I’m not surprised at its popularity with growers; it’s a grape capable of producing very high quality red wines and its name is widely recognised by wine lovers – always a help with marketing. But it needs to be grown in the right conditions: too cool and you get unripe, leafy flavours; too warm and the wine tastes of jammy or cooked fruit.
Interestingly, in its home region of Bordeaux, you almost never see a wine made entirely from Cabernet Sauvignon – there, they usually blend it with Merlot and other varieties – a legacy of the time when that part of France was, on average, a couple of degrees cooler than it is today and growers regularly struggled to ripen their Cabernet.
But elsewhere – California, Australia, South Africa, Chile and the ‘new kid on the block’, China – 100% Cabernets are common and it’s not hard to find a really good bottle, for example Robert Oatley’s Finisterre from Margaret River in Western Australia. The climate there is ideal with warm, dry summers meaning that harvest can often take place as early as February (equivalent to August in the Northern Hemisphere), minimising the threat from autumn rain.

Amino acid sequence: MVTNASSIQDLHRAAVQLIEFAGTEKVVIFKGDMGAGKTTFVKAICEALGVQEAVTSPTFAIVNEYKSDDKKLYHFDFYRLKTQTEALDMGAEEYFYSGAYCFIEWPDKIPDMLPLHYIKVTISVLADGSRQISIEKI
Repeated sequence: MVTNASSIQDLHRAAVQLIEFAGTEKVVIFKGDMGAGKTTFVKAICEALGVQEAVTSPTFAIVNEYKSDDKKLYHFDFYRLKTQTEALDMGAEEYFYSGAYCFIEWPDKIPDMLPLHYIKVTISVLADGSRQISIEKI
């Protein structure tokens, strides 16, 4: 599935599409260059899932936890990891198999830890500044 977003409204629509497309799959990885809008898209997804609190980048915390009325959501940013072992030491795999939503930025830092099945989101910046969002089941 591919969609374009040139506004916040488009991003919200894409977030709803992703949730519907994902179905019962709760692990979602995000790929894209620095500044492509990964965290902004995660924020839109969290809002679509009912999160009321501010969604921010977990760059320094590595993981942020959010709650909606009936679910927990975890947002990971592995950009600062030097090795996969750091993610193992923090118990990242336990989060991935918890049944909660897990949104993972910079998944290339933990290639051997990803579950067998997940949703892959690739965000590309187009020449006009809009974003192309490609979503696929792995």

Finisterre is quite restrained and subtle but has the lovely sweet blackcurrant fruit flavours that I always associate with a good Cabernet Sauvignon, topped out with some soft spice and just enough tannin to suggest that the 2013 vintage has a good few years more ahead of it. Usually £18.99 at Waitrose, but it’s worth waiting for one of that supermarket’s regular ‘25% off’ offers when this wine becomes a great bargain and one not to be missed.